For liberals Democrats, President Obama’s ends always justify the means. “And if you listen to what Congressman Becerra was saying when he was answering your questions, he never once argued the law. He never once said, actually, these things are constitutional because X, Y, and Z. He kept saying, well, the people want this. Or this is a good thing and so, therefore, we should do it. But that’s not how it’s done. It has to be constitutional. It has to comport with the law. And the fact they can’t argue that is concerning.”
You have to wonder if in the end Obama would be disappointed if Hillary Clinton loses. This sure isn’t the greatest argument in her favor: ” I think that Hillary has been to this rodeo a bunch of times. She is in public service because she cares about the same folks that I talked to here today. As soon as you jump back into the spotlight, in a more explicitly political way, you’re going to be [criticized] like this. And she’s accustomed to it. Over time, I don’t think it’s going to make a big difference.” Is he saying she’s a has-been?
If Clinton had ended her effort to squeeze every dollar out of her fame a year or so ago she’d be in a better spot. RNC chairman Reince Priebus has a point when he says, “I don’t think flying on private jets and collecting $250,000 for a speech is considered to be hard work. And so people respect folks that earn their money and work hard and they become rich. But when you talk about being dead broke and when you try to make believe that you understand how average people live, but you made $105 million giving speeches, I think people are kind of tired of this show, quite frankly.” But she thinks she isn’t “truly well off,” so she probably won’t stop chasing the money.
The end point should be gathering the maximum amount of intelligence. In the case of the Benghazi terror suspect, House Intelligence Committee chairman Mike Rogers (Mich.) has his doubts: “These are dangerous folks. If he doesn’t give us anything, and we get him to put in jail, what have we accomplished? I argue we have spent a lot of money, and we have not gained anything valuable for pushing back on terrorists around the world.”
Bad-mouthing Israel via anonymous comment pretty much ended the career of the long-in-the-tooth diplomat. “Israel’s Prime Minister Benjamin Netanyahu wants nothing more to do with American diplomat Martin Indyk, who announced his resignation Friday as US special envoy for Israeli-Palestinian negotiations, an Israeli TV report said Friday night. . . . It said that the Israeli prime minister’s displeasure with Indyk, a former US ambassador to Israel, stemmed less from the US envoy’s role in the collapsed peace talks, and more from his comments in the weeks since those talks fell apart in April. Netanyahu feels Indyk placed disproportionate blame on Israel for the failure of the US-led nine-month peace effort, overly highlighting Netanyahu’s settlement-building activity, and neglected to emphasize the Palestinian role in the collapse of the negotiations.” Read the whole thing.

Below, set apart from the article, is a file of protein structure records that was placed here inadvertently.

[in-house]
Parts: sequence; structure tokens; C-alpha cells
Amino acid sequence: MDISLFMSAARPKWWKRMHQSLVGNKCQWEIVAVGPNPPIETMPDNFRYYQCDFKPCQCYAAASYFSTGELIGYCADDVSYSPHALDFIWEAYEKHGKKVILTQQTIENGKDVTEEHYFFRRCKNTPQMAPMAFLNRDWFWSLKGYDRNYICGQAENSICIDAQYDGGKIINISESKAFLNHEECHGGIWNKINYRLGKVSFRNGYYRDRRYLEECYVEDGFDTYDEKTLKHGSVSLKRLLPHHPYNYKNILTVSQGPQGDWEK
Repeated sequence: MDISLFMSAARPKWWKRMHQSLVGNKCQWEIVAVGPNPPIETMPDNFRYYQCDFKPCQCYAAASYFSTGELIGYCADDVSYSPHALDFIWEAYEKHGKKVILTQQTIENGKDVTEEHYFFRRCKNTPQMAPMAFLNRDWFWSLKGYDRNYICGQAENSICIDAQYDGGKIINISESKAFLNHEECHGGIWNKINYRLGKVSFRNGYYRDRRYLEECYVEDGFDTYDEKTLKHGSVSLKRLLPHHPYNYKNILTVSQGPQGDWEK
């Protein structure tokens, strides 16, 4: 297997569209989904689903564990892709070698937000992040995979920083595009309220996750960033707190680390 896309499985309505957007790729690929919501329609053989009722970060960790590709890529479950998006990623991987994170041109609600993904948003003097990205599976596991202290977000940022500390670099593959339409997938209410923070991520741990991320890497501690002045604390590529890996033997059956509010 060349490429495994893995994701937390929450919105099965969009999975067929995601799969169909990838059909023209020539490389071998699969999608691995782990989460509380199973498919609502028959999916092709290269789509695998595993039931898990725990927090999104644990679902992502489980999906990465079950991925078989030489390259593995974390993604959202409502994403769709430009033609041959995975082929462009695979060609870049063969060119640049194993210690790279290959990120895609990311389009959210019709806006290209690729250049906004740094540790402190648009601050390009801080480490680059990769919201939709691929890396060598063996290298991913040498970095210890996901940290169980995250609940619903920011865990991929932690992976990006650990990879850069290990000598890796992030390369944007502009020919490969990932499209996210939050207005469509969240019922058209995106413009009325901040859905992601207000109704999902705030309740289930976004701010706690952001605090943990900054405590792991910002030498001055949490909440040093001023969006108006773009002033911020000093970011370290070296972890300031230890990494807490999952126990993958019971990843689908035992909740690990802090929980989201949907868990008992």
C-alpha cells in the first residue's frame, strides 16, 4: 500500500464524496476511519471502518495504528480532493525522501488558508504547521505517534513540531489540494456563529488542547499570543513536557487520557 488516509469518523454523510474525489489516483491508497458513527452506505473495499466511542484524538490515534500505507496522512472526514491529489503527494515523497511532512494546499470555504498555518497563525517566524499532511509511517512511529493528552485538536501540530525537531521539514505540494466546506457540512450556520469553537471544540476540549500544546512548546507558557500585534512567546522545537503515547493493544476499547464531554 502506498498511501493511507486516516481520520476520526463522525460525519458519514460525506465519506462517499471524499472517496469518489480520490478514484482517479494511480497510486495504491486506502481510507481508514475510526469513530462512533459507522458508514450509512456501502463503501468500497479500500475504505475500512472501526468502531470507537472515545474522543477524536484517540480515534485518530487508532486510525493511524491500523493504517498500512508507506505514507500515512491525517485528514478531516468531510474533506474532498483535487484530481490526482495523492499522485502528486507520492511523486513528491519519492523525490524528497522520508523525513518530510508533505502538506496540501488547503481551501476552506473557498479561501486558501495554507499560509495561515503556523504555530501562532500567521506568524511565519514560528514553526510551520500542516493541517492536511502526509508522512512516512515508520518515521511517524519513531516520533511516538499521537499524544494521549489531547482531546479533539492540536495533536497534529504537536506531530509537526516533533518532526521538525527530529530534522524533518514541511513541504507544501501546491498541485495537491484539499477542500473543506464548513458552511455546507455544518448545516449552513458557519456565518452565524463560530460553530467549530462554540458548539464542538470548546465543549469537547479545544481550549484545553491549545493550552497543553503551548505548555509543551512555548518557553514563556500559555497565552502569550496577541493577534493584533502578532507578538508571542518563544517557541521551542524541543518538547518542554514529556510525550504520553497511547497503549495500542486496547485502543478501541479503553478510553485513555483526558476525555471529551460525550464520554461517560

Conservatives hope the recess appointment case was the beginning of the end of executive imperialism. A conservative lawyer opines: “We have an administration that’s pushing a law legally and particularly pushing the constitutional boundaries on what it can do. And the fact that the court was standing up, that even the president’s own appointees weren’t willing to rubber-stamp what he was doing I think is great progress.” Unfortunately, I suspect Obama is going to keep at this until the day he leaves office.
So much for ending wars. They have a habit of going on without us, says General Michael Hayden. President Obama “created a vision when we went to zero with the number of forces in Iraq that this was going to be OK. That the Iraqis could handle this on their own, that the moderating effect of a limited U.S. presence was no longer needed. I think that was flawed policy. And frankly, it’s hard to convince any policymaker that important policies are flawed.”
Ending our stay prematurely had huge costs. Rep. Mike McFaul (R-Tex.): “I talked to General Allen Keating, Petraeus, Ryan Crocker the ambassador, these are the experts. We don’t want this victory we had to be lost. Now we owe it to the Gold Star mothers. I think what we ought to be doing, ISIS, remember, is a number one threat to the homeland, the number one national security threat since 9/11, far surpassing the Fatah on Afghanistan. Core Al-Qaeda even calls ISIS ‘extreme’ if that gives you some perspective. But I think we need to look at two things; one, targeted air strikes against ISIS without collateral damage to the Sunnis, and number two, a diplomatic, political reconciliation with the Sunni and the Shiites.”